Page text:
Adoption works. It increases the emotional, physical, and cognitive capacities of the children who are adopted. It improves the life chances of the biological mother. It saves vast amounts of money for the public. It brings much happiness, both to the adopting parents and to the adopted child. It is good for all involved.
The welfare reform debate offers one of the best chances to promote adoption. Sharply rising out-of-wedlock births add steadily to the long-range costs of welfare, because being born out of wedlock significantly increases the chances of ending up on welfare. At the same time, up to two million couples waiting to adopt frequently find themselves hamstrung by government agencies and government practices.
Over the past 25 years there has been a dramatic increase in the numbers of children born out of wedlock, children being raised by single parents, families on welfare, and children entering the foster care system because of abuse and neglect. Family disintegration is widespread. There also has been a sharp decrease in the number of children being adopted, with formal adoptions dropping by almost 50 percent: from 89,000 in 1970 to a fairly constant 50,000 annually throughout the 1980s and into the 1990s.1)
According to Christine Bachrach, former Director of the Demographic and Behavioral Sciences Branch of the National Institute of Child Health and Human Development (NICHD), adoption has declined since the early 1970s primarily because of a drop in the proportion of white mothers who place their babies for adoption. Birth mothers who have continued to place their babies for adoption are more likely to have well-educated mothers, are still at school, have never worked, and are older. Also, they are more likely to place daughters for adoption than sons.
The National Council for Adoption estimates that of the 50,000 children adopted annually, 25,000 are healthy children under age two, 10,000 are healthy children over age two, and 15,000 are children with “special needs” (the social work term of art for children considered difficult to place because of their age, physical or mental condition, race or ethnicity, or need to be placed with siblings).4) About one-third of these adoptions are arranged by government-funded and government-managed public agencies, some by contract with private agencies. Another one-third are arranged by private, mostly nonprofit agencies, and the rest are contracted outside of agency auspices, mostly through lawyers in private practice. International adoptions accounted for an additional 8,000 adoptions during 1994.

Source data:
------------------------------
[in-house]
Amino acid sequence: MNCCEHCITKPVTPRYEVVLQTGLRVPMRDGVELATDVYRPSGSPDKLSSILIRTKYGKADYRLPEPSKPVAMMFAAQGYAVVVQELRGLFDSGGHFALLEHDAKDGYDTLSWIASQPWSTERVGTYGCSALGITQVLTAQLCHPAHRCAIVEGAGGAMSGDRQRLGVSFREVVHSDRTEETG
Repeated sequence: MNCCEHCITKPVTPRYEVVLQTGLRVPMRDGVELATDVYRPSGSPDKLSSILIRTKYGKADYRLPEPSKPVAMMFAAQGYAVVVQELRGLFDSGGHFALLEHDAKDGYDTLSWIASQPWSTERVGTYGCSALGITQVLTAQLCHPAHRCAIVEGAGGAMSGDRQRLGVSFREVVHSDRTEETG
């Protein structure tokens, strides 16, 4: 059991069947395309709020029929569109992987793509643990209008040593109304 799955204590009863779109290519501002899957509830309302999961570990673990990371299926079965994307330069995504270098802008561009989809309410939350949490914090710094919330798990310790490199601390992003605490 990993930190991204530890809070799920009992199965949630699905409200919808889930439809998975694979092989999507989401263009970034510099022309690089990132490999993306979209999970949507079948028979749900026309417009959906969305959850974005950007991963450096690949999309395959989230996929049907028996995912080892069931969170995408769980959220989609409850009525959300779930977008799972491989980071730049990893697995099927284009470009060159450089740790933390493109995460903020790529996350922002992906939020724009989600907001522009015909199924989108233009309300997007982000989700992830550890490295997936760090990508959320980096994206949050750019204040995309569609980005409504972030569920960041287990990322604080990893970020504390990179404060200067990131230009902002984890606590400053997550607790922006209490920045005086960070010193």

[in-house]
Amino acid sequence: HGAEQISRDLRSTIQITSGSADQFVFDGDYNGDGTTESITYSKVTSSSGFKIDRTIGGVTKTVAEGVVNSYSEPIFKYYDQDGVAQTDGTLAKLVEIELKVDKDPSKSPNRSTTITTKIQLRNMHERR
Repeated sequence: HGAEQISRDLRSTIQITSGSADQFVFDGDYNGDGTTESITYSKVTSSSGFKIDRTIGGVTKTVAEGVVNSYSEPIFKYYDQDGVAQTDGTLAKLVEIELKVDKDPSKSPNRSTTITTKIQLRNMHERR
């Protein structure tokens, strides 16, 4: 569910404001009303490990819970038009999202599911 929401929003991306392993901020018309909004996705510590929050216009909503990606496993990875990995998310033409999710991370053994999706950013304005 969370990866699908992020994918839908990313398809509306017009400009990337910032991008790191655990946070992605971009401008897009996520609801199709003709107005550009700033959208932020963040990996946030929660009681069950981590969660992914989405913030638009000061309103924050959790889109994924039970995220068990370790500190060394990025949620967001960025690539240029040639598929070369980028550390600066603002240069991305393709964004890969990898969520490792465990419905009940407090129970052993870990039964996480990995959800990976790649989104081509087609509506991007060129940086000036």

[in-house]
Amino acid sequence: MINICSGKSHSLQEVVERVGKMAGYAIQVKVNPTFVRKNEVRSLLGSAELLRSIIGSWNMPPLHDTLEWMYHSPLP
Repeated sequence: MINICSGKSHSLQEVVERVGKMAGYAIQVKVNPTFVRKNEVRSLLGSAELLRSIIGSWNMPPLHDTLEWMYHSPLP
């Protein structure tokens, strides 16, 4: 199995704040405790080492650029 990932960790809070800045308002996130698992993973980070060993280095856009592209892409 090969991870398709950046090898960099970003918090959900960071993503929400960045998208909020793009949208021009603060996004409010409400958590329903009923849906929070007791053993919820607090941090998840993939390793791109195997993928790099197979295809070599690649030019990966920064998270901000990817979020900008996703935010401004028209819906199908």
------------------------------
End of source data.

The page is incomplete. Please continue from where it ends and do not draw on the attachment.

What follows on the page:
Adoption fell out of favor among social workers during the 1970s, even as single parenthood and abortion became more widespread. Advocates of government-sponsored social programs argued that increases in welfare would make it possible for unmarried mothers to rear children without the assistance of a father.5) According to U.S. Census Bureau, “out of around 12 million single parent families in 2014, above 80% of them were headed by single mothers. Today 1 in 4 children under the age of 18 — a total of about 17.4 million — are being raised without a father, and 45% of them live below the poverty line.”6) In 2013, four in ten births were to unmarried women, at a rate of 41 percent. This rate has not changed for six consecutive years.7) Yet, as is evident from the high foster care numbers8) and from the chronic problems associated with the absence of fathers, such as crime, poor school performance, poor health status, and low income,9) that view has turned out to be a tragic mistake. By contrast, children adopted by two parents are doing as well as their peers raised in their own intact families.10)
Approximately 40 percent (39.9%) of child victims were maltreated by their mothers acting alone; another 17.6 percent were maltreated by their fathers acting alone; and 17.8 percent were abused by both parents.18) There is insufficient data to adequately track the number of infants abandoned by their drug-addicted mothers over the years. According to the Department of Health and Human Services (HHS), 12,000 infants were abandoned in 1991.19) In response to this crisis, there has been a proliferation of “boarder baby”20) homes to care for these children until their parents can be located and rehabilitated. A 1993 General Accounting Office report showed that 10,000 infants were being boarded in hospitals for no medical reason. Less than 40 percent of the boarder babies – and none of the abandoned babies – were expected to leave in the care of their parents.
The average total cost of caring for these babies in hospital after their medical treatment is almost $13,000.21) Nonetheless, only 2.5 percent of the boarder babies and 6 percent of the abandoned infants were expected to go into adoptive placements.22) The vast majority of these children will spend years in and out of the foster care system while the biological mother attempts to get her life together.23)
Federal efforts to deal with this have been small and swamped by the size of the problem.24) When Representative Harris Fawell (R-IL) introduced the At-Birth Abandoned Infants Act (H.R. 2936) in 1994 to help move abandoned babies out of the system and into permanent adoptive homes, the child welfare establishment lobbied against it, arguing that creating a two-tiered system – a fast track for new-born abandoned babies and a slower, less responsive one for older children – was unfair.25) The bill was not enacted.